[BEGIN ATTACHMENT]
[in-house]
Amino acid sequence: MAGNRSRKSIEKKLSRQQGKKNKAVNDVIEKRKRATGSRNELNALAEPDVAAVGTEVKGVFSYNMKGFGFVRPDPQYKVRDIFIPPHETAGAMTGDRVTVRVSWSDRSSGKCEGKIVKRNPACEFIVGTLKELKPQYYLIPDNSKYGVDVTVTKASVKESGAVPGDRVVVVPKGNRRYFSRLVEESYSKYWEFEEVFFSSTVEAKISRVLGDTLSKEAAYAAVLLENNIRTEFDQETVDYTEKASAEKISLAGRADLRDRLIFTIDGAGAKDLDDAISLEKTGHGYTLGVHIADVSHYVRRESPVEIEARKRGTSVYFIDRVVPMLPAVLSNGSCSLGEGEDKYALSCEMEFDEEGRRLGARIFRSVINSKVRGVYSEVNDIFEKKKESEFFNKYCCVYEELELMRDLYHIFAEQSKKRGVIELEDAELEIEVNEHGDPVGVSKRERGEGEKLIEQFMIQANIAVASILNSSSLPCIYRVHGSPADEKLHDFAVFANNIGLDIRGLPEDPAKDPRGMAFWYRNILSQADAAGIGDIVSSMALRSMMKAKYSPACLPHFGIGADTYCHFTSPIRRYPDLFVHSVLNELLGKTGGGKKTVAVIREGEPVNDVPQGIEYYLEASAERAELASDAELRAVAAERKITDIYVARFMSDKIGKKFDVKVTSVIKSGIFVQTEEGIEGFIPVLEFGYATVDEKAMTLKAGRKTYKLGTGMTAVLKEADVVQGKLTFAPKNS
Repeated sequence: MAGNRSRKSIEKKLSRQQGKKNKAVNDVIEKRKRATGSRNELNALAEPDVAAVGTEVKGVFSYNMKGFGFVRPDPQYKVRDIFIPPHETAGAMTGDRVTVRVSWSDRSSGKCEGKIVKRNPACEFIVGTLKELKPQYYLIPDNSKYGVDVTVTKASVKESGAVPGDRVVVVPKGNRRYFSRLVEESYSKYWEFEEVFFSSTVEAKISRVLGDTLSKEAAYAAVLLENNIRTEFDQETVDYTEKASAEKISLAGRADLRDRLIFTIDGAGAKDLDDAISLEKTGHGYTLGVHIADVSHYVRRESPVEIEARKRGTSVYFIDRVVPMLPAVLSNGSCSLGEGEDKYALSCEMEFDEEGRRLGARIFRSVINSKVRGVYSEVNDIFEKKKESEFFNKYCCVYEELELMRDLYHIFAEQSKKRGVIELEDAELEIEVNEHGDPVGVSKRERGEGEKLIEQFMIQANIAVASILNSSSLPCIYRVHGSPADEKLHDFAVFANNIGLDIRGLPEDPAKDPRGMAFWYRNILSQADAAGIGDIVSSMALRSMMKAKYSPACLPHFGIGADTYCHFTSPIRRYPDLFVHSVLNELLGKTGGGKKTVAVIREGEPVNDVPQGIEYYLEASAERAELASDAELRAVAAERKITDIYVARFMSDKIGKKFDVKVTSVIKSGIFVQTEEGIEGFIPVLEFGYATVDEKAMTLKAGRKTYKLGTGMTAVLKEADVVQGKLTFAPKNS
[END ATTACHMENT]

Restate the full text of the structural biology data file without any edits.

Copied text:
[in-house]
Amino acid sequence: MAGNRSRKSIEKKLSRQQGKKNKAVNDVIEKRKRATGSRNELNALAEPDVAAVGTEVKGVFSYNMKGFGFVRPDPQYKVRDIFIPPHETAGAMTGDRVTVRVSWSDRSSGKCEGKIVKRNPACEFIVGTLKELKPQYYLIPDNSKYGVDVTVTKASVKESGAVPGDRVVVVPKGNRRYFSRLVEESYSKYWEFEEVFFSSTVEAKISRVLGDTLSKEAAYAAVLLENNIRTEFDQETVDYTEKASAEKISLAGRADLRDRLIFTIDGAGAKDLDDAISLEKTGHGYTLGVHIADVSHYVRRESPVEIEARKRGTSVYFIDRVVPMLPAVLSNGSCSLGEGEDKYALSCEMEFDEEGRRLGARIFRSVINSKVRGVYSEVNDIFEKKKESEFFNKYCCVYEELELMRDLYHIFAEQSKKRGVIELEDAELEIEVNEHGDPVGVSKRERGEGEKLIEQFMIQANIAVASILNSSSLPCIYRVHGSPADEKLHDFAVFANNIGLDIRGLPEDPAKDPRGMAFWYRNILSQADAAGIGDIVSSMALRSMMKAKYSPACLPHFGIGADTYCHFTSPIRRYPDLFVHSVLNELLGKTGGGKKTVAVIREGEPVNDVPQGIEYYLEASAERAELASDAELRAVAAERKITDIYVARFMSDKIGKKFDVKVTSVIKSGIFVQTEEGIEGFIPVLEFGYATVDEKAMTLKAGRKTYKLGTGMTAVLKEADVVQGKLTFAPKNS
Repeated sequence: MAGNRSRKSIEKKLSRQQGKKNKAVNDVIEKRKRATGSRNELNALAEPDVAAVGTEVKGVFSYNMKGFGFVRPDPQYKVRDIFIPPHETAGAMTGDRVTVRVSWSDRSSGKCEGKIVKRNPACEFIVGTLKELKPQYYLIPDNSKYGVDVTVTKASVKESGAVPGDRVVVVPKGNRRYFSRLVEESYSKYWEFEEVFFSSTVEAKISRVLGDTLSKEAAYAAVLLENNIRTEFDQETVDYTEKASAEKISLAGRADLRDRLIFTIDGAGAKDLDDAISLEKTGHGYTLGVHIADVSHYVRRESPVEIEARKRGTSVYFIDRVVPMLPAVLSNGSCSLGEGEDKYALSCEMEFDEEGRRLGARIFRSVINSKVRGVYSEVNDIFEKKKESEFFNKYCCVYEELELMRDLYHIFAEQSKKRGVIELEDAELEIEVNEHGDPVGVSKRERGEGEKLIEQFMIQANIAVASILNSSSLPCIYRVHGSPADEKLHDFAVFANNIGLDIRGLPEDPAKDPRGMAFWYRNILSQADAAGIGDIVSSMALRSMMKAKYSPACLPHFGIGADTYCHFTSPIRRYPDLFVHSVLNELLGKTGGGKKTVAVIREGEPVNDVPQGIEYYLEASAERAELASDAELRAVAAERKITDIYVARFMSDKIGKKFDVKVTSVIKSGIFVQTEEGIEGFIPVLEFGYATVDEKAMTLKAGRKTYKLGTGMTAVLKEADVVQGKLTFAPKNS